Groin Pain (non-traumatic)

Psoas Abscess

Signs & Symptoms

  • Pain confined to psoas fascia but may extend to the back, buttock, hip, pelvic, groin, upper thigh, or knee
  • Pain located in the anterior hip in the area of the medial thigh or femoral triangle, sometimes occurring with abdominal pain 
  • Psoas spasm causing a functional hip flexion contracture
  • Leg pulled into internal rotation
  • Positive psoas sign (pain elicited by stretching the psoas muscle by extending the hip)
  • “Hectic” fever pattern (up and down)
  • Night sweats
  • Loss of appetite or other GI symptoms
  • Palpable, tender mass in inguinal area
  • Positive iliopsoas or obturator test
  • Antalgic gait
  • Weight loss
  • Malaise

Risk Factors

  • Diverticulitis
  • Crohn’s disease
  • Appendicitis
  • Pelvic inflammatory disease
  • Diabetes mellitus
  • Any source of infection such as dental, renal, infective spondylitis, osteomyelitis, or sacroiliac joint infection
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Special Tests

Obturator muscle test
Patient performs AAROM flexing to 90 degrees at the hip and knee in supine. PT holds ankle and rotates the leg internally and externally. A positive test for muscle affected by peritoneal infection or inflammation reproduces right lower quadrant abdominal or pelvic pain.   

Blumberg’s sign
Place hand on the abdomen in an area away from suspected area of local inflammation and then palpate deeply and slowly. The palpating hand is then quickly removed. Pain induced or increased by quick withdrawal results from rapid movement of inflamed peritoneum which is called rebound tenderness. When this is present the patient will have pain or increased pain on the side of the inflammation when the palpatory pressure is released.  
Heel tap (video)
Gently pick up patient’s leg on the involved side and tap the heel. A positive test would be right lower quadrant pain due to peritoneal inflammation.
Hop test (video)
Have patient hop on one leg. A positive test would be if the patient clutches their side unable to complete the movement.
Iliopsoas muscle test (video)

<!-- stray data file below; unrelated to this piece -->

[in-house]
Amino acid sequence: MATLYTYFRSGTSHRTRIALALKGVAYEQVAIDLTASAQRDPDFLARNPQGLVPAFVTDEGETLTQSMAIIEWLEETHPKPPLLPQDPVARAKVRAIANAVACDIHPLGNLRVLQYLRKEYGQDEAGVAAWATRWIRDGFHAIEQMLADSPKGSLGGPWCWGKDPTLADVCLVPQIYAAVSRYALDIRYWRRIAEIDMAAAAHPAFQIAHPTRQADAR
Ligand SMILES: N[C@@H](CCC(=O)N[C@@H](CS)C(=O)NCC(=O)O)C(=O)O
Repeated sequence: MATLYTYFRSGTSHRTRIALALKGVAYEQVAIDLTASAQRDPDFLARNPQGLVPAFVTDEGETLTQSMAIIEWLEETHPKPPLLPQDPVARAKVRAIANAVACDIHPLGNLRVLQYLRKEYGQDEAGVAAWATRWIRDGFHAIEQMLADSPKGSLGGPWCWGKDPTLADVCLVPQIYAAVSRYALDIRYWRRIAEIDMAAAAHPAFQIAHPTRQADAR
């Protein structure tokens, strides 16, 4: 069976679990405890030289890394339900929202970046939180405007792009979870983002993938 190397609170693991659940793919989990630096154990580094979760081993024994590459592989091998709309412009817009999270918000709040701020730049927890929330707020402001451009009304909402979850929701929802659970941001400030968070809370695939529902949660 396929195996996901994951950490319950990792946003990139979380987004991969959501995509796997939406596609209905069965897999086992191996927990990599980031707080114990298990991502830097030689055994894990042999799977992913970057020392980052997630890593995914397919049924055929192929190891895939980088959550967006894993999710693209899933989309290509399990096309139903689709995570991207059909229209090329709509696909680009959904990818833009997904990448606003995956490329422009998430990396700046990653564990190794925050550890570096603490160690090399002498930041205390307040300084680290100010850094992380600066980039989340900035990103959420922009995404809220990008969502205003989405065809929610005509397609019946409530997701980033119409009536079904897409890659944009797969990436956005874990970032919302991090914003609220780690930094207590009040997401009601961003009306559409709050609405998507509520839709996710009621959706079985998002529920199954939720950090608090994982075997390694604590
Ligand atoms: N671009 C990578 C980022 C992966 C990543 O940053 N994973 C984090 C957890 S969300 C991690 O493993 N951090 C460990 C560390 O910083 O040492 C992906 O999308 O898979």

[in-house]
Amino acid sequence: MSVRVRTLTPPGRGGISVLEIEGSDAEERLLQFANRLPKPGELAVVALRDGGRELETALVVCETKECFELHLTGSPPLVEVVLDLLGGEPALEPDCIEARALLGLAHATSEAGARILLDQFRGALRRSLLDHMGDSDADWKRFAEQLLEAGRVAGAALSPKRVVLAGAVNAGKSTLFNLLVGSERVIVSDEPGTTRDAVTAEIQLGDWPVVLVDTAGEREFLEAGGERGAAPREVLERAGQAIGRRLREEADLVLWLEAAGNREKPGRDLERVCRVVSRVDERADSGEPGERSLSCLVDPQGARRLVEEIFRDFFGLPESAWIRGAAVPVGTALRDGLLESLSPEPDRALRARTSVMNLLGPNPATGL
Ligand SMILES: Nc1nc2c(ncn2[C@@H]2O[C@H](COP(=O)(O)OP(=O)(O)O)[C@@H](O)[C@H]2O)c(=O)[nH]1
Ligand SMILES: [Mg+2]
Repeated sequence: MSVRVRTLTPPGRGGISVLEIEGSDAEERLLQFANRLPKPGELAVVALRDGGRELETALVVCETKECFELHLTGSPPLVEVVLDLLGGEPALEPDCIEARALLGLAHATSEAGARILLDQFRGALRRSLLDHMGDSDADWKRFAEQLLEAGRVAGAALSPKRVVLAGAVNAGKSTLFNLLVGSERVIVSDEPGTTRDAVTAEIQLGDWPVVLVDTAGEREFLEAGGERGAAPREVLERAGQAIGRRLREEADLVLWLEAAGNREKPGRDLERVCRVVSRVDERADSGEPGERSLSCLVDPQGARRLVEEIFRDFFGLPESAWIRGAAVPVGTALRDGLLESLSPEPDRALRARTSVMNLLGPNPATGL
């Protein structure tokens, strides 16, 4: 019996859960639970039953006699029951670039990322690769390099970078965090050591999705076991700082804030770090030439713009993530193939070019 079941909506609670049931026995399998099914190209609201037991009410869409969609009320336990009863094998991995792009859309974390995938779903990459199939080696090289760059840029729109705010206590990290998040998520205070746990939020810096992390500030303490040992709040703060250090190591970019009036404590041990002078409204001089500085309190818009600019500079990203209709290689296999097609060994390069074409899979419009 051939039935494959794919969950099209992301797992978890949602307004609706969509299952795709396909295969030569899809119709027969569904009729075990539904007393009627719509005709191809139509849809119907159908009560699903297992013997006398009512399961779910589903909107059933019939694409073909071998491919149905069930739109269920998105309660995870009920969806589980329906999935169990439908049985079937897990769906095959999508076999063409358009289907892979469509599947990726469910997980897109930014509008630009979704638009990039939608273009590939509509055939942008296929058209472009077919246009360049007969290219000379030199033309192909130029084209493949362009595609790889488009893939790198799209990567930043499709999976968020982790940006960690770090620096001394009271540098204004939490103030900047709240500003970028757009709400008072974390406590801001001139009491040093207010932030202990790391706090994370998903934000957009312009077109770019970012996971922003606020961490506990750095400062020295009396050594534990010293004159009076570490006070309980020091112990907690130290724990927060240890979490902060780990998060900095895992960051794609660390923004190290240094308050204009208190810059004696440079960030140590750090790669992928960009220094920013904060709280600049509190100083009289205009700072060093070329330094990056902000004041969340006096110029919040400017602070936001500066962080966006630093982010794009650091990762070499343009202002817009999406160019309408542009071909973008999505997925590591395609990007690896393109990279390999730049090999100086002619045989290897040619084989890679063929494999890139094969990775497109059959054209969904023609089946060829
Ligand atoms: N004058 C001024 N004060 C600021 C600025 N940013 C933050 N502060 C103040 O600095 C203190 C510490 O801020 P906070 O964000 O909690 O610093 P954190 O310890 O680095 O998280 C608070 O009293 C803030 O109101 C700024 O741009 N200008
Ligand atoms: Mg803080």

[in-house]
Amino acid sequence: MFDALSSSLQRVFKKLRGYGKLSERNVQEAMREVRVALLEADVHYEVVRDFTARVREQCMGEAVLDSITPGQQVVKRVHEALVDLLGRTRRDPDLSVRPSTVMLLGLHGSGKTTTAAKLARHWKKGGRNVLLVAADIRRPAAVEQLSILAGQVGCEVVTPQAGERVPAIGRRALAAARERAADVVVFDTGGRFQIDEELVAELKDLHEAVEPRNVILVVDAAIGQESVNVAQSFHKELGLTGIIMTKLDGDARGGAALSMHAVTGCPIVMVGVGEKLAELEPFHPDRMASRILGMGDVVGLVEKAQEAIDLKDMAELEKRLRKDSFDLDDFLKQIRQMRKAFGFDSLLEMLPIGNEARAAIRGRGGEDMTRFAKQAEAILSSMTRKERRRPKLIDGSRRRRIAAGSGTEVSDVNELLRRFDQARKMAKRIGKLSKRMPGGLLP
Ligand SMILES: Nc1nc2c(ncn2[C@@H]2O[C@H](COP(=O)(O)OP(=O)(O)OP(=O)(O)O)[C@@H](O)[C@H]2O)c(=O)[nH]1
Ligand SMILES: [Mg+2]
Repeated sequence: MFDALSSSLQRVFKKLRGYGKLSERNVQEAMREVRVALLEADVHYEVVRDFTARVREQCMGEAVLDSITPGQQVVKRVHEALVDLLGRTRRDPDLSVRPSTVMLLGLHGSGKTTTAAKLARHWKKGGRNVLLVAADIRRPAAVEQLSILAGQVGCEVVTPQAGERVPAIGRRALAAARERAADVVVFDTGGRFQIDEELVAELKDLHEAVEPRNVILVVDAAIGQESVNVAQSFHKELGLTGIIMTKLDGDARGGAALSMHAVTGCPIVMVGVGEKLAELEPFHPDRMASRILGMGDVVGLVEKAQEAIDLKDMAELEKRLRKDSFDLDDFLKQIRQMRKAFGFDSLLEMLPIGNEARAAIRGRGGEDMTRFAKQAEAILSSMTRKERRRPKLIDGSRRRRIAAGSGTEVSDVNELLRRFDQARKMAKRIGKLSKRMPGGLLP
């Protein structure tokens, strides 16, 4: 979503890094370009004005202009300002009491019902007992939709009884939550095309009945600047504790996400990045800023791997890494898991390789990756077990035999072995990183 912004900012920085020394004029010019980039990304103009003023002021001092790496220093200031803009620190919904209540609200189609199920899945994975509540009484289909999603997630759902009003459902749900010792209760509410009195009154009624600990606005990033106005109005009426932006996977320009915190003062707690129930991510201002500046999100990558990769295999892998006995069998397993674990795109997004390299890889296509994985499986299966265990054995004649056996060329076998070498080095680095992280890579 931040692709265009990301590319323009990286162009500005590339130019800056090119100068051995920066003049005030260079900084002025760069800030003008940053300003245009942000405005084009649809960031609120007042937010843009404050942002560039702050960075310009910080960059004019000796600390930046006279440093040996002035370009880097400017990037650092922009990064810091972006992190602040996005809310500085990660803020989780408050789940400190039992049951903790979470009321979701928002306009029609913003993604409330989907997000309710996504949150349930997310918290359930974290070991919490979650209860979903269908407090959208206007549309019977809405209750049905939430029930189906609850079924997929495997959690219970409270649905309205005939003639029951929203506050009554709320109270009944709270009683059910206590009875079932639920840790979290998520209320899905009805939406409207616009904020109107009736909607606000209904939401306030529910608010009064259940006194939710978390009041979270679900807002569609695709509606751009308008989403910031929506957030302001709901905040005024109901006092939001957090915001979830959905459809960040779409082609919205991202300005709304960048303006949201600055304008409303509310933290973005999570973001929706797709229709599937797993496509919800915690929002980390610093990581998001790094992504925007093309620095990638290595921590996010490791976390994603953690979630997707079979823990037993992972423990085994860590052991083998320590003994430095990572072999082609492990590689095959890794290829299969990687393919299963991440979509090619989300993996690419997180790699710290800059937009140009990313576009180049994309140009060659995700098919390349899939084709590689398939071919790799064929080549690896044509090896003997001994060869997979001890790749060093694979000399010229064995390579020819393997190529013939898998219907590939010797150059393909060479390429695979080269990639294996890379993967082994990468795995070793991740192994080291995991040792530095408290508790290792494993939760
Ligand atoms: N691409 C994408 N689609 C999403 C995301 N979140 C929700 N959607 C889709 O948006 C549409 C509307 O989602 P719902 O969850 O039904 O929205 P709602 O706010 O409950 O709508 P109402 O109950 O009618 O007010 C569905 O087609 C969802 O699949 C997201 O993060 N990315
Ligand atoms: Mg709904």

Patient performs ALSR in supine and PT applies resistance to the distal thigh as the patient tries to hold the leg up. Alternately, have the patient turn onto their side and PT extends the uppermost leg at the hip. A positive test is increased abdominal, flank, or pelvic pain on either maneuver, suggesting irritation of the psoas muscle by an inflamed appendix or peritoneum
Palpate iliopsoas muscle (video)
Patient should be supine with hips and knees flexed to 90 degrees. PT slowly presses fingers into abdomen approximately one third the distance from the ASIS toward the umbilicus. It may be necessary to ask the patient to initiate slight hip flexion to help isolate the muscle and avoid palpating the bowel. A positive sign for an iliopsoas abscess is reproducing or causing lower quadrant, pelvic, or abdominal pain.

When to refer:

If the patient is showing positive signs of a psoas abscess, they should be immediately referred to a physician.

Red Flags

References

  1. Ferri, F. F. (1999). Ferri's clinical advisor : instant diagnosis and treatment. St. Louis, Mosbyv.
  2. Goodman C, Snyder T. Differential Diagnosis for Physical Therapists: Screening for Referral. 4th ed. St. Louis: Suanders Elsevier; 2007.
  3. Mallick IH, Thoufeeq MH, Rajendran T P.  Iliopsoas abscesses. Postgrad Med J 2004; 80: 459-462.

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